How Norway’s seafood industry seeks growth with foreign buyers

Published on
September 29, 2015

The fisheries and aquaculture industries in Norway are not expanding in terms of number of companies, so industry leaders are focusing on foreign trade as the source of the sector’s overall future growth.

This is definitely the view of the Nor-Fishing Foundation, which organizes the country’s two big international aquaculture and fisheries technology exhibitions, Aqua Nor and Nor-Fishing. The Foundation is therefore concentrating its efforts to attract more foreign visitors to these shows in order to give exhibitors (mostly Norwegian) more exposure to overseas interest.

These efforts seem to be paying off and Aqua Nor 2015, which was held in August, attracted more visitors than ever before, coming from 76 other countries, in addition to the host nation.

“We have never before had so many visitors from so many different countries,” said communications director, Erik Hempel. “Never before has Aqua Nor attracted so much attention internationally. Over one third of the world’s nations were present.”

Norway has pioneered the farming of salmon and other coldwater marine species such as halibut, turbot, wolfish and cod. “This is an important reason why we managed to attract so many visitors this year,” Hempel said. “The salmon industry is going well in Norway, and a lot of countries with aquaculture ambitions are now looking to Norway for ideas.”

Although principally known for its salmon farming expertise, Norwegian technology suppliers have also become more and more involved with warmwater aquaculture during the past decade. They have delivered equipment and services to a number of tropical or sub-tropical fish farming operations including the farming of tilapia in Malaysia and cobia in Vietnam.

Now, in addition to Southeast Asia, potential growth for future Norwegian aquaculture technology development is seen in East Africa and South America.

The Nor-Fishing Foundation is constantly working on new incentives to attract foreign visitors to its shows. For example, in 2014 the Foundation introduced its Travel Stipend which enables a specialist from a developing nation to visit the exhibition, all expenses paid. Not surprisingly this award has received a lot of attention and in 2015 dozens of applications came from around the world to attend Aqua Nor.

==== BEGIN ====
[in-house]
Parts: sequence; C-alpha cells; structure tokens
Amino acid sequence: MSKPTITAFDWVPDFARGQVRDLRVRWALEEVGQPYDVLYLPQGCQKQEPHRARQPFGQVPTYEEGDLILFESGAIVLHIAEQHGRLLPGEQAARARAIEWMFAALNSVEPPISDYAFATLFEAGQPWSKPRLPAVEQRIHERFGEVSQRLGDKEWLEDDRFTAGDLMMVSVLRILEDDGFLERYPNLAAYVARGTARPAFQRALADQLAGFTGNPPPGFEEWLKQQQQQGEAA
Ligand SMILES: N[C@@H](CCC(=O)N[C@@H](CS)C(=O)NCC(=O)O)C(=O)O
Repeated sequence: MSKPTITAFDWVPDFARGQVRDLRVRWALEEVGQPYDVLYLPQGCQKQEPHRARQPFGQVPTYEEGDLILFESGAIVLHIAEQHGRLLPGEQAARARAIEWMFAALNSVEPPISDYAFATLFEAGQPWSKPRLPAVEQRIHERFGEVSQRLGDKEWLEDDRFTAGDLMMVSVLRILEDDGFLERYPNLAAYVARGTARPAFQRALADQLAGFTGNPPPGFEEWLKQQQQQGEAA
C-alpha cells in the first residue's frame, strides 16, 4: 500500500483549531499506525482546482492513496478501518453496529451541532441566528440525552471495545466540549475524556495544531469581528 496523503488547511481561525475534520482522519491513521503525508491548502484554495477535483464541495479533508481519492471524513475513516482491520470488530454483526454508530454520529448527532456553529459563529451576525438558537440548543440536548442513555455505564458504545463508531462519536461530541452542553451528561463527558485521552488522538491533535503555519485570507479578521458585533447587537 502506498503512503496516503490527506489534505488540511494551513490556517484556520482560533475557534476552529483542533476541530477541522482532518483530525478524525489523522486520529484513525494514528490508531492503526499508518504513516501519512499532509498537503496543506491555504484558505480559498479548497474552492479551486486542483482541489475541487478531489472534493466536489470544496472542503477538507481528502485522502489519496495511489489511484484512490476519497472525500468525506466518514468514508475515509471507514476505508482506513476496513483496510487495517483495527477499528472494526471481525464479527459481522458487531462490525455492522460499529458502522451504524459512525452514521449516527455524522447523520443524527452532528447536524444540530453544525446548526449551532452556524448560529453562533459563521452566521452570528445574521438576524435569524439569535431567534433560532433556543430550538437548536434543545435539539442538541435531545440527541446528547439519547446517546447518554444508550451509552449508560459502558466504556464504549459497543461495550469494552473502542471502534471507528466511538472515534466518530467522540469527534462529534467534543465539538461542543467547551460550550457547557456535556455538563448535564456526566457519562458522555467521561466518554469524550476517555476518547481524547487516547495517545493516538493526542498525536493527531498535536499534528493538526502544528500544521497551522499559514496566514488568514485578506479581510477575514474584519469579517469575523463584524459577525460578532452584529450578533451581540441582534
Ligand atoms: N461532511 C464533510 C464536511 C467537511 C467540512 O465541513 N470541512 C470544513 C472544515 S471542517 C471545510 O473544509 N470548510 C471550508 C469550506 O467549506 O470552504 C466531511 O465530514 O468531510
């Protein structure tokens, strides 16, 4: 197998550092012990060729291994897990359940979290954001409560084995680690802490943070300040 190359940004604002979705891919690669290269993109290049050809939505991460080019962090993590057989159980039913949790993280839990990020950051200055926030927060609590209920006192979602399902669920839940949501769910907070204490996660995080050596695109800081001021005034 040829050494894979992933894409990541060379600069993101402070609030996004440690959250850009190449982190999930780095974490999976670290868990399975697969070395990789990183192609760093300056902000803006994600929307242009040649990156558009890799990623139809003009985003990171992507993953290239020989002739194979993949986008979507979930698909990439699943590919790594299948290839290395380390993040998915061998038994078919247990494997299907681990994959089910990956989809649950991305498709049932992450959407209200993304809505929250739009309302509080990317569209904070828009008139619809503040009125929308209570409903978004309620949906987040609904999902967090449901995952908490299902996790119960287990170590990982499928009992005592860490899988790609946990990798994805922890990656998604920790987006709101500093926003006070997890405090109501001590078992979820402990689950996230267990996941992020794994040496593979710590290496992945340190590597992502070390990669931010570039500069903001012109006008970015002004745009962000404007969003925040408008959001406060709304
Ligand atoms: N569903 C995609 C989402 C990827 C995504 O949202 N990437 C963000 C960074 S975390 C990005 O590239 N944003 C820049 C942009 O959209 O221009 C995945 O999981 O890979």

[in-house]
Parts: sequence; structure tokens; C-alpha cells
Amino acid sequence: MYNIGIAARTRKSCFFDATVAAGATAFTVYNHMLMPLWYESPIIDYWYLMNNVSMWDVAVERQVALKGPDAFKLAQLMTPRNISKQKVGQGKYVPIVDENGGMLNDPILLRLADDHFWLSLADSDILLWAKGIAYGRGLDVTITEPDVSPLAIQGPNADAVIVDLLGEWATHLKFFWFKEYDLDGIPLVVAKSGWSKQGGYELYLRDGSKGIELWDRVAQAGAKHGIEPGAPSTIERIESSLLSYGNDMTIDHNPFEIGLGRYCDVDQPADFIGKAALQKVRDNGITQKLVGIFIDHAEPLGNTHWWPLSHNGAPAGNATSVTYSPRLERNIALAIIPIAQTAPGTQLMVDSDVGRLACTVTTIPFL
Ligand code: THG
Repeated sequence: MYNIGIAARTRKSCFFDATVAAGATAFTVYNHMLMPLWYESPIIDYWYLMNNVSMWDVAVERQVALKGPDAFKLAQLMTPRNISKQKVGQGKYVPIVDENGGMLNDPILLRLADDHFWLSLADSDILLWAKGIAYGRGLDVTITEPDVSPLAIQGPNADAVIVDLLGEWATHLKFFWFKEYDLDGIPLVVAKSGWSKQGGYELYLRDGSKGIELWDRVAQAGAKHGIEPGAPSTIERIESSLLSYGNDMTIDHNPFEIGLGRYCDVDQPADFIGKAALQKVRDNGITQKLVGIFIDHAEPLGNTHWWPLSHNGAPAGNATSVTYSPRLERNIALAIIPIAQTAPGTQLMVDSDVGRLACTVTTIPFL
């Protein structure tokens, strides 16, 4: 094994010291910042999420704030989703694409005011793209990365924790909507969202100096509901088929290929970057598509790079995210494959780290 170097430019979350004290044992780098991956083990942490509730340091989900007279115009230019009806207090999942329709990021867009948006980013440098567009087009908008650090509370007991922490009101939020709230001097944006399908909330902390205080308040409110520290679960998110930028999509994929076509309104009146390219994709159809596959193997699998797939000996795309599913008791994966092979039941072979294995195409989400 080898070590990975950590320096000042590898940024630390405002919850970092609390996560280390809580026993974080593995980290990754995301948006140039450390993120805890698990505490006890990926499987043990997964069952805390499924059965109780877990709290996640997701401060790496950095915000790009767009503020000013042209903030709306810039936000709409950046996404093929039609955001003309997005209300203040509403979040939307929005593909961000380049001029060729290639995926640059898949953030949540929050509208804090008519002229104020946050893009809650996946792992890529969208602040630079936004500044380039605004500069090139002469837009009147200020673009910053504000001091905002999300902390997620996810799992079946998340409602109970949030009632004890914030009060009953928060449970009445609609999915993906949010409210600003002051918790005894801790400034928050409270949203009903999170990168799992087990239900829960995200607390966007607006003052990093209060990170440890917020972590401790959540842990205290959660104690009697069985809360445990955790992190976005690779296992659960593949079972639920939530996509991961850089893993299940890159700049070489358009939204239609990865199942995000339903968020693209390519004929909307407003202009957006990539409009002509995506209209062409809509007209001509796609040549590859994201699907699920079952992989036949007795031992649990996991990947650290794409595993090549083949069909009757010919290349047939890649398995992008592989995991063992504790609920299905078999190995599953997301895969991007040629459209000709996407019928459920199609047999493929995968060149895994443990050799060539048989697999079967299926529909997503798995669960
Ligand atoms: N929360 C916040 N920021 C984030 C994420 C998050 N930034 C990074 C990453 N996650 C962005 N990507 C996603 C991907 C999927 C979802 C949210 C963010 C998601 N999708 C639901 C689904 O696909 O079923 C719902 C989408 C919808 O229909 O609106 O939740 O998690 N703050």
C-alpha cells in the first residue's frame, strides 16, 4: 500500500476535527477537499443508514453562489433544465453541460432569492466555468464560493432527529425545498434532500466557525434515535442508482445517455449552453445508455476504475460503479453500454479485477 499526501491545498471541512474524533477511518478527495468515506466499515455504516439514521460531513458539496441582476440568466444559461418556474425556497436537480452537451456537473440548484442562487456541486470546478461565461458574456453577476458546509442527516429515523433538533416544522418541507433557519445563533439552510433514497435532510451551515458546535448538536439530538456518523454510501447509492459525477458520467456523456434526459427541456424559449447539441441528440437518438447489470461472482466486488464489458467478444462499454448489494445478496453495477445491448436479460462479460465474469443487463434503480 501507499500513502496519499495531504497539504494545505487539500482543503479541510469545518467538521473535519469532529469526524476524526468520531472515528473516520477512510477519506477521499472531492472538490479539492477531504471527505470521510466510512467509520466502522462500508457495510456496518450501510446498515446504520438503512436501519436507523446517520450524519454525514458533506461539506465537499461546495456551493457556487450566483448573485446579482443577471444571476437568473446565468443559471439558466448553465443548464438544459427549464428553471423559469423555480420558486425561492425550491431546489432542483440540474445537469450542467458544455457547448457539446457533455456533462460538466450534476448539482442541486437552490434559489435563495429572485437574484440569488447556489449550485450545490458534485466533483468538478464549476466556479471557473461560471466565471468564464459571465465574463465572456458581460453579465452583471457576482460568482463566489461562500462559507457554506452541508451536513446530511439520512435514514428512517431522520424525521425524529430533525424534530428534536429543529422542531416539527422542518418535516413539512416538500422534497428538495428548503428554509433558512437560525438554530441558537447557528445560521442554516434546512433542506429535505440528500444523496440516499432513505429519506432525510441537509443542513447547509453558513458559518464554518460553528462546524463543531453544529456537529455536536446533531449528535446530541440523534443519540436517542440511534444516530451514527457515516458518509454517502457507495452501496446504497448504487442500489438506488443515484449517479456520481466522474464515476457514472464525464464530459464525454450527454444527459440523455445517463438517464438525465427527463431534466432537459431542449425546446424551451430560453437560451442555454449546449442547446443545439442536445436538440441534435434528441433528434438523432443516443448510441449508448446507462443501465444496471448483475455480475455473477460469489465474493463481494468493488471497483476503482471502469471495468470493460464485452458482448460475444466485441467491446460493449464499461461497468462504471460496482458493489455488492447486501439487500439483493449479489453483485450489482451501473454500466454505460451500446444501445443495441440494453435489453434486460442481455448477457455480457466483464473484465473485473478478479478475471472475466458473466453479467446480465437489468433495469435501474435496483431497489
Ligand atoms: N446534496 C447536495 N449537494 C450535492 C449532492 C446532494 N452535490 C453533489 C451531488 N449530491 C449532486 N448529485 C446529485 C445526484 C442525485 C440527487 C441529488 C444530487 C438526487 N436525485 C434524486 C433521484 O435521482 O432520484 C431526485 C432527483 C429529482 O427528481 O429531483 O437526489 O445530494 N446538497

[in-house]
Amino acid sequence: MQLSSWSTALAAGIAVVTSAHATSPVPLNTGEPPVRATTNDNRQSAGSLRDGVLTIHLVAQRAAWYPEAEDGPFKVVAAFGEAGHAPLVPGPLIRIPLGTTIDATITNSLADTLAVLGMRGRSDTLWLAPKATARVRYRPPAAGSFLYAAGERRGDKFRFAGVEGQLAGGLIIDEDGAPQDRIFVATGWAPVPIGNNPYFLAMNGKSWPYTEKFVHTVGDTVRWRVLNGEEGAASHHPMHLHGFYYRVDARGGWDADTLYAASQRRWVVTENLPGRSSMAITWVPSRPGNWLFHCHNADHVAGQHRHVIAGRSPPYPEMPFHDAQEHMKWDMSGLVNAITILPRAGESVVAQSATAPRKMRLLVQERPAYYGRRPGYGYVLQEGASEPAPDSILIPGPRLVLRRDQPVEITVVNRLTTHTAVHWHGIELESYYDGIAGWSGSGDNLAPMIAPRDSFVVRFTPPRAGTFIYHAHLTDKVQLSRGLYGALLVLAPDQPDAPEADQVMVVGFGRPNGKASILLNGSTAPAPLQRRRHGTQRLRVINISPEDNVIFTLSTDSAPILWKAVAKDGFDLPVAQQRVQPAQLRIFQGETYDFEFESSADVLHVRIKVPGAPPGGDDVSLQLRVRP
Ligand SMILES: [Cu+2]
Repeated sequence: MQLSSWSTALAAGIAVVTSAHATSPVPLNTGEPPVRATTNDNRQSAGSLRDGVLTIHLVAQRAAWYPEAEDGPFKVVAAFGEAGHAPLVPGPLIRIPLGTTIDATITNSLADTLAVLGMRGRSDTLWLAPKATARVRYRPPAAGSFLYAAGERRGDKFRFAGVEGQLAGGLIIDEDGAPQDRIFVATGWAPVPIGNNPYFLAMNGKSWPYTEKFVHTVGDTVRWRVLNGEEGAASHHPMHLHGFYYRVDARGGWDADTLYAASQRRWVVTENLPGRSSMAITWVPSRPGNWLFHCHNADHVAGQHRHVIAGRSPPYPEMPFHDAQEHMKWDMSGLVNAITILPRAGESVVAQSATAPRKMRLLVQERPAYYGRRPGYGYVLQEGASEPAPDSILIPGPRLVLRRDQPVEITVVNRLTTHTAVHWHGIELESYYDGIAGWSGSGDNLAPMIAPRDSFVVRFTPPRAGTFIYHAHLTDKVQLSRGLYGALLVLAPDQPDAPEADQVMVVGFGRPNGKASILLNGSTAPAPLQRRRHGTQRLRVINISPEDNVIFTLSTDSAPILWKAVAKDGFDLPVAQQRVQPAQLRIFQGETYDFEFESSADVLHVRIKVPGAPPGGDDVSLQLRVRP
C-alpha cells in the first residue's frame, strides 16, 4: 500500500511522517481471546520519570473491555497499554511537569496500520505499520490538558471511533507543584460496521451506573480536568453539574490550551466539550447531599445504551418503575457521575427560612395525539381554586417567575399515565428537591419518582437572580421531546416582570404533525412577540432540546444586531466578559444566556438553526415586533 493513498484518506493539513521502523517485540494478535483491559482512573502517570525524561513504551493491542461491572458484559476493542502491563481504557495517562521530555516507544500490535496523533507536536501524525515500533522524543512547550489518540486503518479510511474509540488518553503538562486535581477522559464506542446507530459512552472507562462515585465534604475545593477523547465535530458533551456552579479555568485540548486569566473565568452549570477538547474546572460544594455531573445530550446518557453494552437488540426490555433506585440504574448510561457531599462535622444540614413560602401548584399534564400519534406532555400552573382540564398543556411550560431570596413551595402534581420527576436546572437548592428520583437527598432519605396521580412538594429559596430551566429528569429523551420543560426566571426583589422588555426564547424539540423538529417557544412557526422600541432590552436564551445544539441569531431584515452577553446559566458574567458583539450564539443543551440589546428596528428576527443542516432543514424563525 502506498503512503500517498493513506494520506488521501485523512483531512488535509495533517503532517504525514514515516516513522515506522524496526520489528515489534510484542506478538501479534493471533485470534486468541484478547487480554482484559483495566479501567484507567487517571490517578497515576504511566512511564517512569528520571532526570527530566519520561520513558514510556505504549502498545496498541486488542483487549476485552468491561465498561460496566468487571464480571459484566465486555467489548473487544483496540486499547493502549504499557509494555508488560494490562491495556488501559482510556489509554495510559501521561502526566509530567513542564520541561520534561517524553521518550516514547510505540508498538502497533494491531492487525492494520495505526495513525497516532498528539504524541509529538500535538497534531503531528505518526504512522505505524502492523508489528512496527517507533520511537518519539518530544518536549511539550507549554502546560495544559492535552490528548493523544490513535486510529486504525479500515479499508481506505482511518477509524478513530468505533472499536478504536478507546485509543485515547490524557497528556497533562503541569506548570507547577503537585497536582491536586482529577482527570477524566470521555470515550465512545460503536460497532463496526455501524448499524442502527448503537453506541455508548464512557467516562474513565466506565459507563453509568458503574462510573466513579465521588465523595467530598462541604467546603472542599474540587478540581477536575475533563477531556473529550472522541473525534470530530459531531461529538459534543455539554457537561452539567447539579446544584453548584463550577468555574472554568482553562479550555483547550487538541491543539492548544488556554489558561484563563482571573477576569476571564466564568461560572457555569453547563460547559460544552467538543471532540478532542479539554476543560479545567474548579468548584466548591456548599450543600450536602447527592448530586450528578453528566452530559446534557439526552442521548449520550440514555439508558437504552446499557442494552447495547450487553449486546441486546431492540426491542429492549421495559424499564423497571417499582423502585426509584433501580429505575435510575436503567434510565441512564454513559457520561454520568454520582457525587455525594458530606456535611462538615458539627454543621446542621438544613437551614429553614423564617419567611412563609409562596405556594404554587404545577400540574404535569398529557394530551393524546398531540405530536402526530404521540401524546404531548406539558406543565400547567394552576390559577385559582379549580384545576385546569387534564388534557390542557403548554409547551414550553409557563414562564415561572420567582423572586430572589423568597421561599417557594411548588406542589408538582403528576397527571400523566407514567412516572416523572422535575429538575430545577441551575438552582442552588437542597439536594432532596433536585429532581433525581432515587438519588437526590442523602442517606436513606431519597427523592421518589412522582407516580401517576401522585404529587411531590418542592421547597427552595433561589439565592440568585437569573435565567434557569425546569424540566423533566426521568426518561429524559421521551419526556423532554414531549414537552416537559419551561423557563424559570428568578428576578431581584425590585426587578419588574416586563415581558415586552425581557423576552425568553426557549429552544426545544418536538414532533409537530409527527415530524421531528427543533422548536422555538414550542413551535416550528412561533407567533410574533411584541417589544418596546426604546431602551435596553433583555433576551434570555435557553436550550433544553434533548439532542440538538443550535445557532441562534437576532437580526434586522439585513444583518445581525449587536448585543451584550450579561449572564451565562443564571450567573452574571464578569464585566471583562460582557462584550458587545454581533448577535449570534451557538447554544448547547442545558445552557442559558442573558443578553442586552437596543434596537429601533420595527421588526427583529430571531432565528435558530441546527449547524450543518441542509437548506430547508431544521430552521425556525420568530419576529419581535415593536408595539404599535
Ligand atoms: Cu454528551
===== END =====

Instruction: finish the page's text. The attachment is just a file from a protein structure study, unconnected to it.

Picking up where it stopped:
Another initiative was to design mini-conferences and seminars especially for foreign visitors to give an insight into what Norwegian fisheries technology is all about and why it has been so successful.

“This year at Aqua Nor 2015, which was held in Trondheim from 18-21 August, we [the Foundation] organized our own seminar ‘Is Norwegian aquaculture technology relevant to other countries and other species?’” said Hempel. “The seminar was overbooked by almost 100 percent! In view of this interest we filmed the event and this is now available on our website.”

Furthermore the Ministry of Trade, Industry and Fisheries invited a record number of official foreign delegations to Aqua Nor 2015.

These delegations were mostly headed by fisheries ministers and this official level of interest naturally brought more visitors from these countries to Aqua Nor. Plus they brought commercial delegations from neighboring countries as well. For example, there was an official delegation from Indonesia and one from Malaysia.

As most of the extra visitors to Aqua Nor this year were from overseas compared with the last time the exhibition was held in 2013, the Nor-Fishing Foundation is already preparing to increase the number of foreign visitors to Nor-Fishing 2016. This exhibition will be held in Trondheim from 16 to 19 August next year.

“We will run a seminar especially for foreigners, probably calling it ‘The Norwegian Way – what is special about Norwegian fisheries?’ where we focus on vessel design, deck equipment, fisheries management, and sustainable fisheries,” Hempel said. “The program needs to be fine-tuned of course, but we are collecting ideas at the moment.”

The Nor-Fishing Foundation is an atypical exhibition organization in that it is not a commercial company. It is a non-profit foundation established by law in 1991 and comprises officials from various fisheries bodies under the Directorate of Fisheries (also representing the Ministry of Trade, Industry and Fisheries, the director of which is always the chairman of the Foundation’s board).

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